Rare Artifacts Found In Nottingham’s Mysterious Caves On Display For The First Time

Jan Bartek – AncientPages.com – The exploration of caves and hidden underground tunnels offers an experience similar to stepping into a mysterious realm. One never knows what can be found along the road, which makes the journey even more fascinating.

There are hundreds of caves and secret passages beneath the city of Nottingham in the UK.

Rare Artifacts Found In Nottingham's Mysterious Caves On Display For The First Time

Nottingham caves. Credit: Adobe Stock – Wajan

The purpose and original users of these ancient subterranean areas remain largely unknown due to the scarcity of historical documentation.

“Many stories have been passed down from one generation to another. However, this information is not necessarily accurate. We know that beneath Nottingham Castle is a labyrinth of manmade tunnels and caves hollowed out of the sandstone cliffs.

The walls of these underground realms have a long history and keep many secrets of Nottingham and another very ancient city located beneath the streets of the old town.” 1

If you are interested in the enigmatic realm of subterranean caves and find yourself within a reasonable distance from Nottingham, it would be highly recommended to visit the free exhibition ‘Fascinating Finds from Nottingham’s Caves.’ This intriguing display is hosted at the University of Nottingham Museum.

‘Fascinating Finds from Nottingham’s Caves’ reveals for the first time an extensive collection of objects from many different periods in history that have been discovered inside the caves.

“There is a long history of people excavating inside Nottingham’s caves, including both professional archaeologists and voluntary community groups – so it is wonderful to see this variety of fascinating objects brought together for the first time. They range from humble clay pipes and storage jars to exotic imports like the Venetian goblets.

Together, these objects tell the story of the city and connect us to the multitude of people who once lived and labored in and around the city’s underground spaces,” Dr. Chris King, Associate Professor in Archaeology at the University of Nottingham’s Department of Classics and Archaeology said.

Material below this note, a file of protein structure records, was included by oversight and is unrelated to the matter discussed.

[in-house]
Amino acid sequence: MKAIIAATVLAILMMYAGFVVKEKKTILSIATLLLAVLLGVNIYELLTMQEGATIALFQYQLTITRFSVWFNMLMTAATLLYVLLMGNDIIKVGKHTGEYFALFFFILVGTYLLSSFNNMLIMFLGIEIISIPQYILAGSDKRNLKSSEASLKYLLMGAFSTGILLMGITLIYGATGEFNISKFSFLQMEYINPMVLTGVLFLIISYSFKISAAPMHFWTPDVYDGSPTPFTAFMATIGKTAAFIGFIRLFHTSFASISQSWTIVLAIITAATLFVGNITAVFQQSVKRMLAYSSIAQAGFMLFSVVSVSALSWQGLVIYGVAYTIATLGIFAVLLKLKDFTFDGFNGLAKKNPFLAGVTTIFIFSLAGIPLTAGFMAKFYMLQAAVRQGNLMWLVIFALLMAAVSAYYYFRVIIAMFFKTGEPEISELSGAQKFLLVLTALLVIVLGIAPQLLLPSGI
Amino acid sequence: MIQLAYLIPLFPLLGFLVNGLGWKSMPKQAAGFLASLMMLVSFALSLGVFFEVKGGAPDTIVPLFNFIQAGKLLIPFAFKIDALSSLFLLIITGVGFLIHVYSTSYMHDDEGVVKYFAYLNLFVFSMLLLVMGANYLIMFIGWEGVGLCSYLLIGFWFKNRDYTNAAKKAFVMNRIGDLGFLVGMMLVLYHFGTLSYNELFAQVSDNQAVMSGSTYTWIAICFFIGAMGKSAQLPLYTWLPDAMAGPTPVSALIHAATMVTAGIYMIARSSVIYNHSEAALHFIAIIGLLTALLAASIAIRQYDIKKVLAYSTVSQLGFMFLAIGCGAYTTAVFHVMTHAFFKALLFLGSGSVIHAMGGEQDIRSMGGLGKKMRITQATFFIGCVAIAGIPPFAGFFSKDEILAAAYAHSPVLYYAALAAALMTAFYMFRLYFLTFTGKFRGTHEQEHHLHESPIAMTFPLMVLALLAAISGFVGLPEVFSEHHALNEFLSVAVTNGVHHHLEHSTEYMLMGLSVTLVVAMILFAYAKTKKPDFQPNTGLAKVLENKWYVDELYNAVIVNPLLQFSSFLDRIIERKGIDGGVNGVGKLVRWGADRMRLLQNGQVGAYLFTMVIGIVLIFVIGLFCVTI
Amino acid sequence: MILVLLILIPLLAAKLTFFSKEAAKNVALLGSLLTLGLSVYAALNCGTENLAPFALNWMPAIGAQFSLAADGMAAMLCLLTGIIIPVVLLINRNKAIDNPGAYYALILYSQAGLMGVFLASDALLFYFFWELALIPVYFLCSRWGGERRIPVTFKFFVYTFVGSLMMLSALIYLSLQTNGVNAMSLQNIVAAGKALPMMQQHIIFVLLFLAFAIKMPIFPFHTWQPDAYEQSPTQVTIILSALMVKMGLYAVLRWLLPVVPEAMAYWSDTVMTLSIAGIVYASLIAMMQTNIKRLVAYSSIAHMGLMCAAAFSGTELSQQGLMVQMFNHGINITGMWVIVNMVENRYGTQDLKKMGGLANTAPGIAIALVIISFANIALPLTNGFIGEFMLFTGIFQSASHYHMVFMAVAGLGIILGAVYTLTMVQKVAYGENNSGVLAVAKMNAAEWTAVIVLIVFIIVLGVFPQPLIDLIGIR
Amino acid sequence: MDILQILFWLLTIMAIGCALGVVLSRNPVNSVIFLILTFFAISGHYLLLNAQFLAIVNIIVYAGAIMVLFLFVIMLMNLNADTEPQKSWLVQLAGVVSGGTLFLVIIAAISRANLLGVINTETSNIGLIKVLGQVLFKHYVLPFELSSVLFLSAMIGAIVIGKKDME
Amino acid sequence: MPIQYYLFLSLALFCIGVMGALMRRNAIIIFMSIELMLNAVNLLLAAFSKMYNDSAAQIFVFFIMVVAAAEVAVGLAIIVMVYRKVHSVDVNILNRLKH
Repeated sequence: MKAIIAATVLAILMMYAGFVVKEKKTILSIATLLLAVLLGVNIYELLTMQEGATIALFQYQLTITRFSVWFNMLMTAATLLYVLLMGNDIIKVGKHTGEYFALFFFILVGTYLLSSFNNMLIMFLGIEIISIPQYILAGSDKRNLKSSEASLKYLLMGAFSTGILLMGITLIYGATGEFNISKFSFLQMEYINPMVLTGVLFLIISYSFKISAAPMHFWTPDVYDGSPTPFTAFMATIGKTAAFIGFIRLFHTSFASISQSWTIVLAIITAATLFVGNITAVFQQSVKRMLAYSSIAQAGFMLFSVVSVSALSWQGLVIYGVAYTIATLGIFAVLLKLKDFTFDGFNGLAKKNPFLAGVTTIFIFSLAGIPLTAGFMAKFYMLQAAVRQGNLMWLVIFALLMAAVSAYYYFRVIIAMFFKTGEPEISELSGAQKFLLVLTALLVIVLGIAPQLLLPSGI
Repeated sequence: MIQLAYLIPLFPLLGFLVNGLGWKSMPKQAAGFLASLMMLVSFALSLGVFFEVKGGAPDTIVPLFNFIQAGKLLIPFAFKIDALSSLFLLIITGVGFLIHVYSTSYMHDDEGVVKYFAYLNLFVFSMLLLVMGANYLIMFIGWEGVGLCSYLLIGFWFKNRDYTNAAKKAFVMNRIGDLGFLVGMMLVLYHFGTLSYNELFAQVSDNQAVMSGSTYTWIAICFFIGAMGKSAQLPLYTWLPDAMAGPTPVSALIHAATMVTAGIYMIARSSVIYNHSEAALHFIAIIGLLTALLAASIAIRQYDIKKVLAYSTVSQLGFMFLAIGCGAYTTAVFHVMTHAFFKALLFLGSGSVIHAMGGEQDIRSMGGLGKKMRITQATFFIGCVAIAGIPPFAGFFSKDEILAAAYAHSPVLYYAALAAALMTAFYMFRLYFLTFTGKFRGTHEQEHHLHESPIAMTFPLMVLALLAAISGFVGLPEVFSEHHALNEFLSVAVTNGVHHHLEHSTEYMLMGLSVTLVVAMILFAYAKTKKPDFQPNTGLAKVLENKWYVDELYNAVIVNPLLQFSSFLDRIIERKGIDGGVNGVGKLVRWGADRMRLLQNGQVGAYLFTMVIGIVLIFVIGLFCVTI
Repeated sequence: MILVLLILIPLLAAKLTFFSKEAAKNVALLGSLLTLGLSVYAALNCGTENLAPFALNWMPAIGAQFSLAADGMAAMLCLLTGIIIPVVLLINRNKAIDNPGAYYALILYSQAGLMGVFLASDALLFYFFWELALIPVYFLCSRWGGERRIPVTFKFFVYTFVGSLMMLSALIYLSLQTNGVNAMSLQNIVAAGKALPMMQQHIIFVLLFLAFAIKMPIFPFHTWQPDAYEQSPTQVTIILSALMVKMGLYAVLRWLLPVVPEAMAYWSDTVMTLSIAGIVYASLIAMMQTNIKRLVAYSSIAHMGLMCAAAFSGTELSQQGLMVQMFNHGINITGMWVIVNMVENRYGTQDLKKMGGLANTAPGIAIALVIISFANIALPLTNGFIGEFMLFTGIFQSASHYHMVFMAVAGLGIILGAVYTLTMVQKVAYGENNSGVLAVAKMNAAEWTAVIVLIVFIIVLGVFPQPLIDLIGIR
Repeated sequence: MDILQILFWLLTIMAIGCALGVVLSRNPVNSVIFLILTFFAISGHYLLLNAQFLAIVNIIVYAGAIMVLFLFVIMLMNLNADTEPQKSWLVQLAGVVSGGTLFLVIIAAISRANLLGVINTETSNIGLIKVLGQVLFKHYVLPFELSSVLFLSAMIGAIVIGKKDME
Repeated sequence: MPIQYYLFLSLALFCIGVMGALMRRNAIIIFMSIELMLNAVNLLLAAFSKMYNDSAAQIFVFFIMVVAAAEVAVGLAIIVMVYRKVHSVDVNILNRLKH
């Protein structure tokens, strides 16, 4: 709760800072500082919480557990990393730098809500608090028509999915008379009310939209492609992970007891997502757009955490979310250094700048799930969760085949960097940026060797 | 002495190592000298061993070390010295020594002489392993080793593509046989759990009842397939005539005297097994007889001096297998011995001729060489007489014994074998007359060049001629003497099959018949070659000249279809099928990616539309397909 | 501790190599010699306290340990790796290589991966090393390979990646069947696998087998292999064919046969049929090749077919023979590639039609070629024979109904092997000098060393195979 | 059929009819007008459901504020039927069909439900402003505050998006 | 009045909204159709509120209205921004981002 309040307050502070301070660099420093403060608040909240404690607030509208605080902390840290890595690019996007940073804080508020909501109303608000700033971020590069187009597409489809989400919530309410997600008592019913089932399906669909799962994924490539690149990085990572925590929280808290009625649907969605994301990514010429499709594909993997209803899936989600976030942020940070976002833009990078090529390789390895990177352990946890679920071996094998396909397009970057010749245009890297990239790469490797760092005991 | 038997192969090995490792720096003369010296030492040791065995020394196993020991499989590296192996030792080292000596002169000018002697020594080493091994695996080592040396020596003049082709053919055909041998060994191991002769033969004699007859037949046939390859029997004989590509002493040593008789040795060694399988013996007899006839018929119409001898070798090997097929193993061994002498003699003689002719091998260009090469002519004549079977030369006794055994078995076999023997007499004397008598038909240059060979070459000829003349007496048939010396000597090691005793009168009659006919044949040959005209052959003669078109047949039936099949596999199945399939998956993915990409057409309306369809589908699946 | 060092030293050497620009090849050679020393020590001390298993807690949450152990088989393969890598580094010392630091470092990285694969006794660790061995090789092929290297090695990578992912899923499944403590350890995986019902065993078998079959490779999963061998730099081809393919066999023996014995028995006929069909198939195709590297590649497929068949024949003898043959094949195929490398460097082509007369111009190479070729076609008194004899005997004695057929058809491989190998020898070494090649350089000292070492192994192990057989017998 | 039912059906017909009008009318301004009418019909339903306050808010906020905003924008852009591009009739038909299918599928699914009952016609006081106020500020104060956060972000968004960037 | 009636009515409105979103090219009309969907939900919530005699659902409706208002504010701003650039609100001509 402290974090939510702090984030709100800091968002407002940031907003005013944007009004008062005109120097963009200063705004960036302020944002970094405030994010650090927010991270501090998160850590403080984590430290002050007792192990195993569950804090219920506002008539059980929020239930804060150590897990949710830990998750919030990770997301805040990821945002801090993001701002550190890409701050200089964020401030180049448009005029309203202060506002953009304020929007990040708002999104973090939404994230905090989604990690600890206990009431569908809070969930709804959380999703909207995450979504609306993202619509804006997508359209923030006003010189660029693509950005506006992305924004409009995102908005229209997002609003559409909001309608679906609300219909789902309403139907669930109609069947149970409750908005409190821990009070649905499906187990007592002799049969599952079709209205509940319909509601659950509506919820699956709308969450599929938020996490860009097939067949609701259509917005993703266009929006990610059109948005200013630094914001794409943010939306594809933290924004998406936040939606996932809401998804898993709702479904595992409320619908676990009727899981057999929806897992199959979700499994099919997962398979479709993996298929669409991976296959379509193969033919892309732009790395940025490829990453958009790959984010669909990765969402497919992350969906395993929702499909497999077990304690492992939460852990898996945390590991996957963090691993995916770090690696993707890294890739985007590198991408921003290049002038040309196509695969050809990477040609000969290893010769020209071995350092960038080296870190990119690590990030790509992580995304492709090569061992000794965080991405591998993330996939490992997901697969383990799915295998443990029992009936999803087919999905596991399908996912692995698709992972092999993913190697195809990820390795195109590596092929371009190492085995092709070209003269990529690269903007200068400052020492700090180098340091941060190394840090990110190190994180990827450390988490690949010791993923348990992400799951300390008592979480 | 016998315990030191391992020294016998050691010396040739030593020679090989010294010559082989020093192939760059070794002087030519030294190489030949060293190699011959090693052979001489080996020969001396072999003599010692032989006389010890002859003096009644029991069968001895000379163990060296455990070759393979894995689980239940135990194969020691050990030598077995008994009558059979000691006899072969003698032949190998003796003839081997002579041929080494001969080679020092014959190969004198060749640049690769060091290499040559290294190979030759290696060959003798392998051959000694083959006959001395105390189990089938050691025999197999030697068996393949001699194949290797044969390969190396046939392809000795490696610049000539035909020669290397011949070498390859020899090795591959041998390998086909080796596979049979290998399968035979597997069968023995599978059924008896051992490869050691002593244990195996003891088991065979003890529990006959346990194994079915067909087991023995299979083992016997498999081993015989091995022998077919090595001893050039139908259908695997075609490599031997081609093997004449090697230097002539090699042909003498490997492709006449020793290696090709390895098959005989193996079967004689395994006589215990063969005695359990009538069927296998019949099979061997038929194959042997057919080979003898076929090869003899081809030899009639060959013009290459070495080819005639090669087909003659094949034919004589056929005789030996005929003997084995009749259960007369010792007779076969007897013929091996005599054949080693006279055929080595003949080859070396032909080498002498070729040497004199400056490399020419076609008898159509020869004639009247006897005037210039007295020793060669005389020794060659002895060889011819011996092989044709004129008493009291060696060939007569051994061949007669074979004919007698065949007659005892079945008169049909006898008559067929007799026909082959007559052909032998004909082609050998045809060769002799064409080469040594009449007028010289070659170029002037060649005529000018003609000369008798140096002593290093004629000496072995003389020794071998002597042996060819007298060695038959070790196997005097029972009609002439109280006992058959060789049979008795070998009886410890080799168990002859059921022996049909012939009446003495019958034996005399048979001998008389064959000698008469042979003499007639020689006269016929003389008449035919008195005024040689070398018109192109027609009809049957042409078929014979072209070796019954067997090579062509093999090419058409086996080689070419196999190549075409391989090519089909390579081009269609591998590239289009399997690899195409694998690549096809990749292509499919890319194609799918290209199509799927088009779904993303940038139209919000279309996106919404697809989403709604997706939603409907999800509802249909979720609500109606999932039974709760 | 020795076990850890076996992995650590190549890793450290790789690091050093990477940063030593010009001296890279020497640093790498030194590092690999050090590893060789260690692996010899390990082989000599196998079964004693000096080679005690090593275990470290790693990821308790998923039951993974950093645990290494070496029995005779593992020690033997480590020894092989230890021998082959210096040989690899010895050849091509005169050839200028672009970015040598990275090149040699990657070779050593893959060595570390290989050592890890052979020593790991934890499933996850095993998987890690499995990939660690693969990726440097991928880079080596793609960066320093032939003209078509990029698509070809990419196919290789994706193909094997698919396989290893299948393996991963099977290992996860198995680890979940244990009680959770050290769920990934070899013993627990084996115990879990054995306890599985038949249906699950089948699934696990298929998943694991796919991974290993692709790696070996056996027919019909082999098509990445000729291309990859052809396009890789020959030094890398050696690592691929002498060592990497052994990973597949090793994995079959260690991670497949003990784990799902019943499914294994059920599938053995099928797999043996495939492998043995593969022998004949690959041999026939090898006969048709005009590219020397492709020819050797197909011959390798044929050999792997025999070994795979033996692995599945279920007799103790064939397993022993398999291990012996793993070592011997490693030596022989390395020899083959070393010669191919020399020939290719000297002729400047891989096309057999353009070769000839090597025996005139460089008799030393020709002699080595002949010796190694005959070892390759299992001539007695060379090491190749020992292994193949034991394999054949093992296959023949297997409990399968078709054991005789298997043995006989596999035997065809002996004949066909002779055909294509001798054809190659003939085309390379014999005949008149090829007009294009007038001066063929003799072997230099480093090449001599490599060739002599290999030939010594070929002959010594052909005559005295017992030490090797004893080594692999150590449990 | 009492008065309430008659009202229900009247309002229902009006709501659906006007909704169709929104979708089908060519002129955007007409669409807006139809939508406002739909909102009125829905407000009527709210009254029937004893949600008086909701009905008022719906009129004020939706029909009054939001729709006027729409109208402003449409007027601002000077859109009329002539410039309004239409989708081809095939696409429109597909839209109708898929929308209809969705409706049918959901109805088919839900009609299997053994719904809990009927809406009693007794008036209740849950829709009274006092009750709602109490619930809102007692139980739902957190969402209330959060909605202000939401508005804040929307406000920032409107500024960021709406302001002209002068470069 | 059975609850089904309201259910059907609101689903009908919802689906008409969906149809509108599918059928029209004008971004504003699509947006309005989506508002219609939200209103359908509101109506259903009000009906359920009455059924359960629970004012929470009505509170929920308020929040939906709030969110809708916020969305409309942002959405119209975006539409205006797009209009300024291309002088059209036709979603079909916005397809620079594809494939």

Medieval Tannery at City of Caves in Nottingham

Medieval Tannery at City of Caves in Nottingham. Image credit: Mutt – CC BY-SA 3.0

Though how and why some Nottingham caves were used remains a matter of speculation, scientists have determined the earliest known caves date from the Medieval period, and they were used for many different purposes over the centuries.

Historically, caves served as practical storage spaces beneath buildings, and many of the city’s historic pubs still use a cave as their beer cellar. Additionally, these caves were employed as workshops for various crafts, including leather tanning and grain malting for beer production.

“Some of the most elaborate caves were dug by the town’s wealthy elite for leisure and entertainment, as garden follies or drinking dens. In the Second World War, many caves served a more vital purpose as air raid shelters to protect the city’s population from bombing.” 2

Rare Artifacts Found In Nottingham's Mysterious Caves On Display For The First Time

The exhibition Fascinating Finds from Nottingham’s Caves offers a unique opportunity to admire never-before-see artifacts found in Nottingham caves. Credit: Nottingham University

One highlight of the exhibition is an exceptional assortment of 17th-century glass bottles and decorative Venetian drinking glasses. These items, on loan from the National Justice Museum, are being publicly exhibited for the first time. They were unearthed in a rock-cut well next to the Shire Hall – formerly known as Castle Inn, one of Nottingham’s most prestigious taverns in its time. The artifacts continue to be displayed throughout the venue. Visitors will also be able to admire highly decorative slipware plates and drinking vessels, which show how much the town elite enjoyed their fine dining.

“It has been a wonderful opportunity to bring these fascinating collections together and work with colleagues across the city to develop this exhibition. Alongside the exhibition, there is also a program of gallery tours, talks, and family events,” Dr. Clare Pickersgill, Keeper of the University of Nottingham Museum said.

The exhibition is now open and closes on Sunday, 7 July. Opening times are Thursday and Sunday 12 – 4 pm. The exhibition is free.

Written by Jan Bartek – AncientPages.com Staff Writer

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